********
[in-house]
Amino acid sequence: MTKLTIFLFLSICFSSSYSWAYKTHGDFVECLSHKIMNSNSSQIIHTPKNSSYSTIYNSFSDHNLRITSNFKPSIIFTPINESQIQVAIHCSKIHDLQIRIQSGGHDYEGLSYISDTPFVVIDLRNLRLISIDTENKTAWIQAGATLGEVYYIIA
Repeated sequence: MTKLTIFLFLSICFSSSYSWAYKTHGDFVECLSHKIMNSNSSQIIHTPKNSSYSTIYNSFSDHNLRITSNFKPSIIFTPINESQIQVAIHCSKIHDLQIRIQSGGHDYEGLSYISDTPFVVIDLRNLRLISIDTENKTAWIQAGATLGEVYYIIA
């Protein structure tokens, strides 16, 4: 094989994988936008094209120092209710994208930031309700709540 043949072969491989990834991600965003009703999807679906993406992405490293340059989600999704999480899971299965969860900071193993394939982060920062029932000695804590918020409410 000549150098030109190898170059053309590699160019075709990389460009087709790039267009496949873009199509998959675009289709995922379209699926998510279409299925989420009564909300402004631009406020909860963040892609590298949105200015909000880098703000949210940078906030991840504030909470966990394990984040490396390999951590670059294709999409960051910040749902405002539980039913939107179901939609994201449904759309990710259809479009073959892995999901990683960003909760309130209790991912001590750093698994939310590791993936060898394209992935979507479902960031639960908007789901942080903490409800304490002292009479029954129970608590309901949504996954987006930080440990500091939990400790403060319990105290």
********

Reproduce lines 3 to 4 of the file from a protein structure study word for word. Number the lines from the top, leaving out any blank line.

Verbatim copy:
Repeated sequence: MTKLTIFLFLSICFSSSYSWAYKTHGDFVECLSHKIMNSNSSQIIHTPKNSSYSTIYNSFSDHNLRITSNFKPSIIFTPINESQIQVAIHCSKIHDLQIRIQSGGHDYEGLSYISDTPFVVIDLRNLRLISIDTENKTAWIQAGATLGEVYYIIA
């Protein structure tokens, strides 16, 4: 094989994988936008094209120092209710994208930031309700709540 043949072969491989990834991600965003009703999807679906993406992405490293340059989600999704999480899971299965969860900071193993394939982060920062029932000695804590918020409410 000549150098030109190898170059053309590699160019075709990389460009087709790039267009496949873009199509998959675009289709995922379209699926998510279409299925989420009564909300402004631009406020909860963040892609590298949105200015909000880098703000949210940078906030991840504030909470966990394990984040490396390999951590670059294709999409960051910040749902405002539980039913939107179901939609994201449904759309990710259809479009073959892995999901990683960003909760309130209790991912001590750093698994939310590791993936060898394209992935979507479902960031639960908007789901942080903490409800304490002292009479029954129970608590309901949504996954987006930080440990500091939990400790403060319990105290």